From choosing a venue to picking a caterer to selecting the music, there’s a lot that goes into planning a wedding. Aside from an investment of time, there’s also a financial element to consider as you prepare to tie the knot. Understanding the costs that go along with getting married can help you shape a plan for saving ahead of the big day.
- The average wedding cost varies, based on where you live and the type of wedding you’re planning.
- The vast majority of couples budget too little for a wedding, spending more than they’d planned.
- Comparison shopping is one of the best ways to save on wedding costs.
- Wedding savings should be liquid and easily accessible to pay for wedding costs as they arise.
How Much Does a Wedding Cost?
The amount you’ll spend for a wedding can vary greatly, depending on how big (or small) you decide to go. Comparing some numbers for the average wedding costs can put what you may spend in perspective.
According to Brides.com, for example, the average wedding cost $44,105 in 2018. That number reflects the average amount spent on items such as the wedding cake, wedding and engagement rings, stationery, the rehearsal dinner and reception, wedding favors, and professional photography.
The Knot puts the average cost of a wedding a bit lower, at $33,931 for 2018. That figure also covers the most essential costs associated with wedding planning, including booking a venue for the reception, hiring a photographer, paying a wedding planner, purchase the bridal gown and groom’s attire, paying for the rehearsal dinner, and covering the officiant’s fees. It doesn’t, however, include the honeymoon. For that you’ll need to budget another $5,342 on average.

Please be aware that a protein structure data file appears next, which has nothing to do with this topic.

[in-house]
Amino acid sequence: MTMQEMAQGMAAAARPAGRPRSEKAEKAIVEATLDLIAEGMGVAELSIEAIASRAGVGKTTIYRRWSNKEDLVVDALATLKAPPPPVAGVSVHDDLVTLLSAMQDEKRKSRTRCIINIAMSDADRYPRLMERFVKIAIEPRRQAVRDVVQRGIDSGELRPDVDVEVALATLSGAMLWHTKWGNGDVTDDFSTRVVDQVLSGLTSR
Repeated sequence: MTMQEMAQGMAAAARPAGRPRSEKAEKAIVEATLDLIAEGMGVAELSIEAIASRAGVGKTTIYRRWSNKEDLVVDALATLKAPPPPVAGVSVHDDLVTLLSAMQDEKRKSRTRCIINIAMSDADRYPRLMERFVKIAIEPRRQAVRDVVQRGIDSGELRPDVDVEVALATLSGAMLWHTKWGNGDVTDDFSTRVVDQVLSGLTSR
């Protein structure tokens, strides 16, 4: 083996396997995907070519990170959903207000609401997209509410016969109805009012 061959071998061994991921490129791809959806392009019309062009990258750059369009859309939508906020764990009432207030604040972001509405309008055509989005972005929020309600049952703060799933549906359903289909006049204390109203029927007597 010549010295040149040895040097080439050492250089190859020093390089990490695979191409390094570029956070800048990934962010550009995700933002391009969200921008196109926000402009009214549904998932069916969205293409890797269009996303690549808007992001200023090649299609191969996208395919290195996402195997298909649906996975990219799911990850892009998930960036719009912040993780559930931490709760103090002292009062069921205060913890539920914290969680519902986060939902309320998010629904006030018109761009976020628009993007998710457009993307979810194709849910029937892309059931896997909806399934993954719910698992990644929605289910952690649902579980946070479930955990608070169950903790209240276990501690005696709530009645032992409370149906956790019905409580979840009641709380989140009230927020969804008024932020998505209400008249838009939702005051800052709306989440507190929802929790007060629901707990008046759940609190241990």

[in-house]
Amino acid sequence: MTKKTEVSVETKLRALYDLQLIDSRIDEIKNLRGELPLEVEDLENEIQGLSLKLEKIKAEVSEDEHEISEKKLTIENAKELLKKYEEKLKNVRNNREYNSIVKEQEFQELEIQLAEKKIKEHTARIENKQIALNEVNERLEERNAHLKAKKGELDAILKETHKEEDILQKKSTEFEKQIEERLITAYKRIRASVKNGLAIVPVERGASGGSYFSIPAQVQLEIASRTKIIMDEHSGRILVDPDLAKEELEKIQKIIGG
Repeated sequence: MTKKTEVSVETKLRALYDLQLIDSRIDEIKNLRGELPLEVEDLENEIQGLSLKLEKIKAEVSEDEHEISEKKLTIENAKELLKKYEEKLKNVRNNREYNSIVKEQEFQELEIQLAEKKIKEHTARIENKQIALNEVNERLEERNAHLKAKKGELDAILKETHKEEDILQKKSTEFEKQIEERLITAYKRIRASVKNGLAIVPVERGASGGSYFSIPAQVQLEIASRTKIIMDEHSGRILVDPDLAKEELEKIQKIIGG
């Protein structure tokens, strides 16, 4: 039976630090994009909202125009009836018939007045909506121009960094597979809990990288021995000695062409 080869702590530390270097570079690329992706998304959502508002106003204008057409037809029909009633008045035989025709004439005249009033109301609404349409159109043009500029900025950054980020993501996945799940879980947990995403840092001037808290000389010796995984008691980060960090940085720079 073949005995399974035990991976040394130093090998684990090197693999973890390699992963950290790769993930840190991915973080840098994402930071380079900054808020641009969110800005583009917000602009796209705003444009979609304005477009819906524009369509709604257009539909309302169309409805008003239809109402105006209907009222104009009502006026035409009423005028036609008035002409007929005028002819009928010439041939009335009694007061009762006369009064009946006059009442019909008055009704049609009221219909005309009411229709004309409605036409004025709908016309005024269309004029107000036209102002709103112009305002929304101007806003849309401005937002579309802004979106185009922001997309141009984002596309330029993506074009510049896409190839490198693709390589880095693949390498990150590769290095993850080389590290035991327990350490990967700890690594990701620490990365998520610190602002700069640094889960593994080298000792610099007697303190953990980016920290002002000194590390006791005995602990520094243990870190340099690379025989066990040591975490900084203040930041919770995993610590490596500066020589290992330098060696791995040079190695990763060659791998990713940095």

Needless to say, where you decide to get married influences how much you’ll pay for a wedding. Couples spend the most on average to get married in Manhattan. The average cost of a wedding in the Big Apple is $88,176, according to comparison site ValuePenguin. A wedding in Mississippi, by comparison, will cost you the least. The average cost of a wedding in the Magnolia State is $12,769.
Should you decide to take your wedding someplace more exotic—or, at least, a little farther from home—you could actually come out ahead. According to the Knot, the average international destination wedding costs $27,227, which seems like a bargain compared to the average cost of a wedding overall. Destination weddings may be even cheaper to plan if you’re inviting fewer guests and bundling the wedding and honeymoon together in the same location. (They will, on the other hand, often cost your guests more than traveling to a local wedding, which could whittle the attendees list.)
If you’re looking at these numbers and feeling a little panicky, here’s a number that you may find a little more encouraging. The median cost of a wedding—meaning the figure that represents the middle range of what people spend to get married—was $14,399 in 2016. On average, the typical couple budgets $16,000 for their wedding.
How to Save for a Wedding
Ideally, the longer you have to save and plan for your wedding, the better. “If possible, couples should ideally start their wedding budget talks prior to getting engaged,” says Kirsten Cowles, founder of Costa Rica Wedding Planning. “Doing so can cut down on disagreements later on if they are on the same page about the size, type, and overall budget of the wedding prior to starting the planning.”
Cowles says it’s more realistic, however, for couples to begin talking about wedding planning costs once they’re engaged. If you’ve recently accepted (or made) a proposal, give yourself a few days to bask in the excitement, then take these steps to get your wedding savings plan on track.
Start With Your Wedding Budget